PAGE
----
legal defences. Lenders also want that it is expressed for their
benefit that the investors commit to fund their commitments on the
collateral account.

Nowadays, the typical way to cover these two elements is to have
specific fund finance provisions in the limited partnership
agreement or in the subscriptions agreements or other contractual
documents between the fund and the investors (depending on the type
of fund, corporate from or fund structure).3

This is implemented technically using two concepts, one provided
by Luxembourg collateral law in its article 2 (5) which provides
that: “the debtor of a claim provided as financial
collateral may waive, in writing or in a legally equivalent manner,
his rights of set-off as well as any other exceptions
vis-à-vis the creditor of the claim provided as collateral
and vis-à-vis persons to whom the creditor assigned, pledged
or otherwise mobilised the claim as collateral
“. The
second concept is provided by the Luxembourg Civil Code and is the
third party stipulation (stipulation pour autrui).

Where there is no waiver of defence, set off, counterclaims and
other specific fund finance provisions in the contractual fund
documents, a solution to address this is to request investor
letters where such waivers are provided. The due diligence will be
an important step to determine whether this is requested.

In addition, on separately managed accounts transactions or
where there is an important concentration in terms of investors
(for instance, for funds of one), investor letters may be as well
typically requested.

NAV Facilities

  • Description of the security package

On a NAV facility transaction, the lenders underwrite the assets
of the fund. This is a totally different exercise than for the
subscription facilities since the focus is looking down in the
structure on the assets and the exercise may differ depending of
the relevant asset class.

Therefore, understanding the fund structure, the underlying
assets as well as undertaking a comprehensive due diligence are
steps of a paramount importance to determine the security

Luxembourg counsel is typically involved in NAV transactions
where the borrower is a Luxembourg entity or for transactions where
the borrower is not a Luxembourg entity, where the assets to be
pledged are located or deemed to be located in Luxembourg.

For private equity funds, the holding company and the portfolio
companies, down in the structure as well as the bank accounts where
the proceeds of the investments are paid may be pledged. In
practice, this means that Luxembourg pledges over
are taken in respect of Luxembourg companies and
Luxembourg bank account pledges for the accounts
located in Luxembourg.

For debt funds, pledge over receivables/claims
and pledge over bank accounts may be taken. Where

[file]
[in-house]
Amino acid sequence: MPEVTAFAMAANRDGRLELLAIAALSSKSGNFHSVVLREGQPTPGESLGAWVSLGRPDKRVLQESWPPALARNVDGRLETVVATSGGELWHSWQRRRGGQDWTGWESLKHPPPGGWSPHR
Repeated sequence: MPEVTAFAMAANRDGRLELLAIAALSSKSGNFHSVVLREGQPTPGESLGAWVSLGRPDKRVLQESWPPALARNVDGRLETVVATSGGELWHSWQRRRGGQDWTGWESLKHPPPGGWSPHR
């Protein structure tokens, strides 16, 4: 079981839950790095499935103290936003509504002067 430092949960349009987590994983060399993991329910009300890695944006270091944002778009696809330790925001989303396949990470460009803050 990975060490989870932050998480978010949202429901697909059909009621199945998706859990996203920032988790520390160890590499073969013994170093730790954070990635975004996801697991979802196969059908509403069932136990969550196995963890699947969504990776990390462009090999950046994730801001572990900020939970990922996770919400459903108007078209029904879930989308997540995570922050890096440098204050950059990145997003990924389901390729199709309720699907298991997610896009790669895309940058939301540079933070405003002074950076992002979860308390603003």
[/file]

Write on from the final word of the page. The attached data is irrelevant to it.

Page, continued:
there is a holding company in the structure possessing the assets,
a pledge over shares may be taken as well.

For secondary funds, a pledge over the limited
partnerships interests
owned by the funds may be taken as
well as a pledge over the accounts where the
proceeds deriving from the investments are paid.

All the above is stated under the caveat that the security
package may change in light of the relevant fund structure or the
relevant assets, since NAV transactions tend to be bespoke.

Pledge over shares: In practice a copy of the
shareholders’ register of the relevant Luxembourg company
recording the pledge granted is requested.

Pledge over limited partnership interests: a
copy of the register of the limited partners mentioning the pledge
granted is requested. A particular attention must be made where
reviewing the relevant constitutional documents to check whether
there are particular transfer restrictions (such as, typically a
consent from the General Partner). Depending of the form of the
fund, there may be as as well legal transfer restrictions (in other
words, investing into a particular fund may be limited by law to
certain type of investors).

Pledge over claims: we refer to the
considerations developed under the section “Perfection
formalities” of the section “Subscription
Facilities”, which applies mutatis mutandis, with the
reference here to a debtor instead of an investor.

Pledge over bank accounts: we refer to the
developments made under the section “Perfection
formalities” of the section “Subscription

To view the full article please click


1. Directive 2002/47/EC of the European Parliament and of
the Council of 6 June 2002 on financial collateral

2. We invite you to read our contribution to the GLI Fund
Finance 2022: More than a Decade of Global Fund Finance
s, if you want to further dig into these

3. To dig more into the evolution of this practice, we
invite you to read our contribution on the GLI Fund Finance 2022
mentioned above.

The content of this article is intended to provide a general
guide to the subject matter. Specialist advice should be sought
about your specific circumstances.